- • Mental stress (MS) is often initiated by a sensory or cognitive stimulus, which induces a brief arousal reaction followed by a longer stress phase. Both phases induce blood pressure (BP) increases whereas effects on muscle sympathetic nerve activity (MSNA) vary: in approximately 50% of healthy subjects (responders) arousal induces a brief MSNA reduction, which is absent in the remaining 50% (non-responders).
- • We now report a link between the arousal response and neurovascular effects of MS in healthy males.
- • Our data show that during MS, responders to arousal exhibited a significant decrease of MSNA and a lesser BP increase compared to non-responders. The whole material displayed a positive correlation between MSNA responses induced by arousal and MS. In addition, arousal induced MSNA changes correlated positively with BP changes during MS.
- • We conclude that the MSNA response to arousal predicts MSNA and BP responses to MS.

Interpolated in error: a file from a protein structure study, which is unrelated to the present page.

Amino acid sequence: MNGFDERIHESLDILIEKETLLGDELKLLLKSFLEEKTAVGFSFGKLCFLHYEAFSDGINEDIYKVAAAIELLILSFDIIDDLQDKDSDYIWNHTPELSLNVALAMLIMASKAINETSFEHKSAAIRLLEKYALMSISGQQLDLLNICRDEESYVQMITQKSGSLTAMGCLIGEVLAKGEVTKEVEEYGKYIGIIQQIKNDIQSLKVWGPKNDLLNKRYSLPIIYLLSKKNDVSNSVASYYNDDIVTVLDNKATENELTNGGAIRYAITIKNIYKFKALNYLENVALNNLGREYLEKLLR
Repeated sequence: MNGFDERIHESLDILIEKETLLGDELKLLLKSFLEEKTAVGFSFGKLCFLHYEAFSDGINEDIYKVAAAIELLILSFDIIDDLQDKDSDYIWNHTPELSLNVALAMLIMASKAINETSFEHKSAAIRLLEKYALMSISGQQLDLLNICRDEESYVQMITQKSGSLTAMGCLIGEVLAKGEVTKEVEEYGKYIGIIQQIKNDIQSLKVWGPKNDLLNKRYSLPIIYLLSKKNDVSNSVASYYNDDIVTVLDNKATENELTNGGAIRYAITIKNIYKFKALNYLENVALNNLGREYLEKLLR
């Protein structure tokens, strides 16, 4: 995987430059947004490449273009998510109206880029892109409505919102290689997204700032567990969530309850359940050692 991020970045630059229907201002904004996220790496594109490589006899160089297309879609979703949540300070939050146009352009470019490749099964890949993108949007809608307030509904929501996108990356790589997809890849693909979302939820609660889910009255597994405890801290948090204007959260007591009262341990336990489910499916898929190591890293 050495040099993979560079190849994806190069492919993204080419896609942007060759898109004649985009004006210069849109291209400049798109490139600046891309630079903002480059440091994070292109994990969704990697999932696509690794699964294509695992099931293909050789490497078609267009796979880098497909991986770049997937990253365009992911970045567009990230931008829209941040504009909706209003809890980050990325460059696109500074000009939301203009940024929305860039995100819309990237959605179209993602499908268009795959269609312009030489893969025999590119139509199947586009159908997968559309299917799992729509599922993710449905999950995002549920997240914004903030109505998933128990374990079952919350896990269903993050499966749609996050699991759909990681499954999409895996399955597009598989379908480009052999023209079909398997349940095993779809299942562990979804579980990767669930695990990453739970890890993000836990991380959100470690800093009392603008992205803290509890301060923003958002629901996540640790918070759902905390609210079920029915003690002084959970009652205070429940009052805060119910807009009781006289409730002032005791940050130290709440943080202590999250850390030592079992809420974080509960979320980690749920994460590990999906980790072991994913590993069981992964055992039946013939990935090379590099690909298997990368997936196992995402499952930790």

Abstract Mental stress often begins with a sudden sensory (or internal) stimulus causing a brief arousal reaction, and is followed by a more long lasting stress phase. Both arousal and stress regularly induce blood pressure (BP) increases whereas effects on muscle sympathetic nerve activity (MSNA) are variable. Here we have compared responses of MSNA and BP during arousal induced by an electrical skin stimulus and mental stress evoked by a 3 min paced auditory serial arithmetic test (PASAT) in 30 healthy males aged 33 ± 10 years. In addition, recordings were made of ECG, respiratory movements, electrodermal activity and perceived stress. We also monitored corresponding effects of a cold test (CT: 2 min immersion of a hand in ice water). The arousal stimulus evoked significant inhibition of one or two MSNA bursts in 16 subjects, who were classified as responders; the remaining 14 subjects were non-responders. During mental stress responders showed a significant decrease of MSNA and a lesser BP increase compared to non-responders. In non-responders MSNA was unchanged or increased. Perceived stress was higher in non-responders (P= 0.056), but other measures were similar in the two groups. In non-responders mental stress and the cold test induced increases of BP that lasted throughout the subsequent rest period. During the cold test MSNA and BP increased equally in responders and non-responders. In the whole group of subjects, there was a significant correlation (r= 0.80, P < 0.001) between MSNA responses induced by arousal and by mental stress but not between responses evoked by arousal and the cold test (r < 0.1, P > 0.6). Additionally arousal-induced MSNA change was positively correlated with blood pressure changes during MS (systolic BP: r= 0.48; P < 0.01; diastolic BP: r= 0.42; P < 0.05) but not with blood pressure changes during CT. We conclude that in males the MSNA response to arousal predicts the MSNA and BP responses to mental stress.